Northern Wyoming Daily News - Serving the Big Horn Basin for over 100 years

By Karla Pomeroy
Editor 

Worland postal carrier hangs up mail bag

After 25 years of service, Jill Frahm retires from U.S. Postal Service

 

April 1, 2017

Karla Pomeroy

WORLAND - What was meant to be a seasonal job to earn some additional Christmas money turned into a 25-year career, 16 as a full-time employee, with the U.S. Postal Service for carrier Jill Frahm of Worland.

Frahm remembers her first day was Halloween 1991. She was a "Christmas casual" employee. "I was just trying to supplement our income at Christmas. I was thinking I'd work just a couple of months and here we are."

She said she decided to continue her employment with the Postal Service following the first couple months because her children were in school so "I didn't have the guilt of not being home for them. Here I get done at 3 so I could be home when they got out of school," Frahm said.

She continued for the next 25 years because "You get lots of exercise, I like being outdoors, I like the people I work with and the customers are great," Frahm said.

As a seasonal and then part-time flexible carrier Frahm knew all four routes. She said while she was born and raised in Worland she knew the community, but being a carrier on all four routes she got to know where everyone lived and after a while she'd know exactly where the mail went by name rather than address.

"It's been a good career for me," Frahm said. "I've seen a lot of changes."

One of the biggest changes is the scanners for tracking packages. "It adds a lot of time to the routes when you have to scan packages," she said. Frahm said while it does add time to her route she knows the feature is better for her customers in helping them know where their packages are in the delivery process.

Frahm took the motto rain, snow, sleet or hail seriously, noting that the only time in her 25 years that the Postal Service ever shut down in Worland due to a severe snow storm, she still made it in and delivered her route. Her husband David said that the storm brought four- to five-foot drifts to some door steps.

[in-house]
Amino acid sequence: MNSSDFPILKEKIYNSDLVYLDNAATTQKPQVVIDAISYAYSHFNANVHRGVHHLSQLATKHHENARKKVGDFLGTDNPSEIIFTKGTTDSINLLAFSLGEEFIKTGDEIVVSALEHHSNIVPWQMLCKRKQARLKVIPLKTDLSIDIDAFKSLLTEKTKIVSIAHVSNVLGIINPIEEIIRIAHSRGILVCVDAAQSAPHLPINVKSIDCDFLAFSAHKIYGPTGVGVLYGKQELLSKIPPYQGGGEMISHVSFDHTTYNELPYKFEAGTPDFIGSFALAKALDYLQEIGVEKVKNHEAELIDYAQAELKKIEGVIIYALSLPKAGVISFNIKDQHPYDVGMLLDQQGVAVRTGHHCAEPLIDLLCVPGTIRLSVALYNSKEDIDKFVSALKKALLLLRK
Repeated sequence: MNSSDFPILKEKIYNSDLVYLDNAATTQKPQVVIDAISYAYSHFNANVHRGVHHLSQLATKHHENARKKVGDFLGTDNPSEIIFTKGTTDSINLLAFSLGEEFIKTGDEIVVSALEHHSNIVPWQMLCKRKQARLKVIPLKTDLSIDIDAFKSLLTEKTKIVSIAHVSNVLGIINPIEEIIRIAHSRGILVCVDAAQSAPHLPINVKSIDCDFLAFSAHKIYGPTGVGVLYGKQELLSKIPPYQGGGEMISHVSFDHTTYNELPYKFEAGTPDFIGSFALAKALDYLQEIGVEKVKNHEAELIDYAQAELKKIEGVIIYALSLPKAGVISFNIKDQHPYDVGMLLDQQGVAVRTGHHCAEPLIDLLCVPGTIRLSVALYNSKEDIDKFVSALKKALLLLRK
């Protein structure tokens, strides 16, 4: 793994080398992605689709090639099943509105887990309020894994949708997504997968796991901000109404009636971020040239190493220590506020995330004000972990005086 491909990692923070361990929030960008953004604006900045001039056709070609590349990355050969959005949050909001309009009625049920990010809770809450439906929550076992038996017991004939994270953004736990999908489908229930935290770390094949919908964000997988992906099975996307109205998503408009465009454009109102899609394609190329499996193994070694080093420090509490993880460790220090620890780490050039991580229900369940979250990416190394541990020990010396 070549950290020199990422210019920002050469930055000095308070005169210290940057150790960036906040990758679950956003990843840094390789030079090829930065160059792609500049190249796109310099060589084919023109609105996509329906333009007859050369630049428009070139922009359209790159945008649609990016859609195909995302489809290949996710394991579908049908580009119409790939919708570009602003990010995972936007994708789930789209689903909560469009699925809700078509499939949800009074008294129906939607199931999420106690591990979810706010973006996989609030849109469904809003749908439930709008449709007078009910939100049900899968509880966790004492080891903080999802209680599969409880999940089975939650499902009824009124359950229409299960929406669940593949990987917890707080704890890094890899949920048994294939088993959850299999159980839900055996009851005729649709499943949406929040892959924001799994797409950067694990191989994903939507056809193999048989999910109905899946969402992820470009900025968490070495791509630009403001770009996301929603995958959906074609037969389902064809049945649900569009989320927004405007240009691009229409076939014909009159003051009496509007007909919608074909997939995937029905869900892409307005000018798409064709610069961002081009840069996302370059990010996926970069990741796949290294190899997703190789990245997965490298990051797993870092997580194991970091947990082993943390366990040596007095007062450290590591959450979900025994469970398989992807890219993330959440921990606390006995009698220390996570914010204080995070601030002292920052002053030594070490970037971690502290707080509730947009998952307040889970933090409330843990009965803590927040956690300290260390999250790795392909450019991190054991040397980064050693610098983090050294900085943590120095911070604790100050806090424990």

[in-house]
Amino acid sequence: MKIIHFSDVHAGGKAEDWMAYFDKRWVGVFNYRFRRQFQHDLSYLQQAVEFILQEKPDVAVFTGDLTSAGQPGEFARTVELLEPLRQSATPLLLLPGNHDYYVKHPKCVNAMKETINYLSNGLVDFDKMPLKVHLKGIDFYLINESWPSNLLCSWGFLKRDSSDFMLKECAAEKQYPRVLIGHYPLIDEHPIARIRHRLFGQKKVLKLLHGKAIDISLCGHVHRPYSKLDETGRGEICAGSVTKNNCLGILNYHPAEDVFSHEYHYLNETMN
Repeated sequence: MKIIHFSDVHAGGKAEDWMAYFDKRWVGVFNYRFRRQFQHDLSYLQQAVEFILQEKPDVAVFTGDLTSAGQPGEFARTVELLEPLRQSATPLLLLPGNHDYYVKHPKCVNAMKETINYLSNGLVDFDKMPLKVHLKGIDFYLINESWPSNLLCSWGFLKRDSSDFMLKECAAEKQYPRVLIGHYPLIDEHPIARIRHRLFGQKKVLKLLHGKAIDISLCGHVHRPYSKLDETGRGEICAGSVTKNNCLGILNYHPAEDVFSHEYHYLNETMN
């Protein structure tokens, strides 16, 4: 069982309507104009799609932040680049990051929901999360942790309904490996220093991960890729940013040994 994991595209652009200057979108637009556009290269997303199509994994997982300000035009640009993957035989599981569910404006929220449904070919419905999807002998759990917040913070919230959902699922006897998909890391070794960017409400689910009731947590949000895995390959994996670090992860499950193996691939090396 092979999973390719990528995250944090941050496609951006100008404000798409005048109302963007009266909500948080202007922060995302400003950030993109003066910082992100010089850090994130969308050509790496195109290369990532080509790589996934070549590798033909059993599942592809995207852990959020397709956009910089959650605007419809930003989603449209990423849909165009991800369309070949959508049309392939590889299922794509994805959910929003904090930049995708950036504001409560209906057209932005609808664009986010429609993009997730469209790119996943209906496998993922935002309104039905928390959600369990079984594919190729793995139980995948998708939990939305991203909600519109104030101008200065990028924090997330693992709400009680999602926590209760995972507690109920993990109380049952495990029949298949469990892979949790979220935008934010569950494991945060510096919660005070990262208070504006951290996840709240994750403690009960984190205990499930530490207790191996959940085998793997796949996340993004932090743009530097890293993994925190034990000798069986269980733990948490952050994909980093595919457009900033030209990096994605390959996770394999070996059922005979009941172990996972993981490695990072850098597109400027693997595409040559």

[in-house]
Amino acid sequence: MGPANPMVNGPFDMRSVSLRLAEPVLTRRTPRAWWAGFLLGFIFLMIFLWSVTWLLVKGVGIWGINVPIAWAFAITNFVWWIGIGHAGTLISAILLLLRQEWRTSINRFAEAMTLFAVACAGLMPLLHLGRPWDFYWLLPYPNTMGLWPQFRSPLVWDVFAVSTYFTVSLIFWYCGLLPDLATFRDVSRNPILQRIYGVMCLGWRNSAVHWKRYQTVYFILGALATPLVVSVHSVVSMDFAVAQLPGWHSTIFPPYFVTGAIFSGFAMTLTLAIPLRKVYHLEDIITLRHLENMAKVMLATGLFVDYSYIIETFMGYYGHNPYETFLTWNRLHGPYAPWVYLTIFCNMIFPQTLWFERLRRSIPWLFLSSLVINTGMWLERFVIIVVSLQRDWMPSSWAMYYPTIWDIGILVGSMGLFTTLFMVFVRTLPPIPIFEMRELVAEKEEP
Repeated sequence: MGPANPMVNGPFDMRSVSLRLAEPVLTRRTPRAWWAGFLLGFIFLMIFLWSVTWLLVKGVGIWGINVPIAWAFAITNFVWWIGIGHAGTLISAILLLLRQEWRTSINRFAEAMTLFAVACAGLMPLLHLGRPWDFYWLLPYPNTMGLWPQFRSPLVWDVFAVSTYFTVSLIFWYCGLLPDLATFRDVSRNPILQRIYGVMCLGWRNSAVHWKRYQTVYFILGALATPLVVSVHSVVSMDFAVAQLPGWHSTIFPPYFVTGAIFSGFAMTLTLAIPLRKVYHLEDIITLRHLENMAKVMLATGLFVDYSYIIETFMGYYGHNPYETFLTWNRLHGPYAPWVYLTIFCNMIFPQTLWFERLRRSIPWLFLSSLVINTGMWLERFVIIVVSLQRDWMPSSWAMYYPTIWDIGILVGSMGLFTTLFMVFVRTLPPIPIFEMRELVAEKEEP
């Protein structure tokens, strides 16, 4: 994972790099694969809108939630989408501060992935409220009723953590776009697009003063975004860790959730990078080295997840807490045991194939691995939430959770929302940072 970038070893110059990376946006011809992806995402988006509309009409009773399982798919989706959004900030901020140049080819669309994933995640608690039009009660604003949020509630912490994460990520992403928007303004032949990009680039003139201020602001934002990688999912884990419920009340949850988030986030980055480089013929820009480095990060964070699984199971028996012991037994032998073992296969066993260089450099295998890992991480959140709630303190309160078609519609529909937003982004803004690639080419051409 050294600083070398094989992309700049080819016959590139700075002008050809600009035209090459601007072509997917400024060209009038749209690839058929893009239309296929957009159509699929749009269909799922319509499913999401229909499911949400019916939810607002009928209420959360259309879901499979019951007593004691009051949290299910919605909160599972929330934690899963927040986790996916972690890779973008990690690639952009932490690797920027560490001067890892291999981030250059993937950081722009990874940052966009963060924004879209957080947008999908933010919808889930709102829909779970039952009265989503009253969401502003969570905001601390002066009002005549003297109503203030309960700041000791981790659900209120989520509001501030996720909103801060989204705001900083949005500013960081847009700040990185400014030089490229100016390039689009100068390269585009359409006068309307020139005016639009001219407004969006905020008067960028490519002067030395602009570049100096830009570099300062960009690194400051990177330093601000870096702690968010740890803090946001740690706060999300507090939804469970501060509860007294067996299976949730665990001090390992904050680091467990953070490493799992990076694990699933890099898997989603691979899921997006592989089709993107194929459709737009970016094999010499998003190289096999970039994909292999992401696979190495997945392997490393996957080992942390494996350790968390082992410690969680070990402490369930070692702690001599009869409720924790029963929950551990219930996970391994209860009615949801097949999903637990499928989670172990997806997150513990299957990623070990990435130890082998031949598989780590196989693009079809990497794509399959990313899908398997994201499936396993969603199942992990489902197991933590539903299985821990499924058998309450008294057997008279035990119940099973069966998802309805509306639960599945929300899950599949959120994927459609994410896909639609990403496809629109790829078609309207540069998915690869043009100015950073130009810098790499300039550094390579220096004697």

The weather is just one of many obstacles carriers encounter. Frahm said she has been chased by dogs, battled walking in extreme cold and extreme heat, getting the vehicle stuck in snow drifts and lost keys, including one time she accidentally dropped them in a storm water drain, but was able to fish them out and get back on task of delivering the mail.

Why retire now? "I'm getting old and tired. I walk eight miles a day. It's a hard job on the body," Frahm said.

Frahm's last day delivering on her City 1 Route was Thursday, following a party of breakfast burritos and cake. She was scheduled for the long weekend. Her first official day of retirement is today but it won't hit her until Monday when she can sleep in and not have to get up to deliver the mail.

Her fellow carriers, while wishing her well on Thursday, were lamenting the fact they would miss her Christmas waffles. Each year right before Christmas, on whatever day she had off closest to the holiday, she would bring down waffle batter, waffle maker and all the fixings and fix waffles for everyone at the Worland Post Office. Occasionally family members have been pulled in to assist.

Frahm and her husband David have three daughters and seven grandchildren. She said he plans to use her retirement free time to spend more time with her mother who is at Worland Healthcare and Rehabilitation.

 
 

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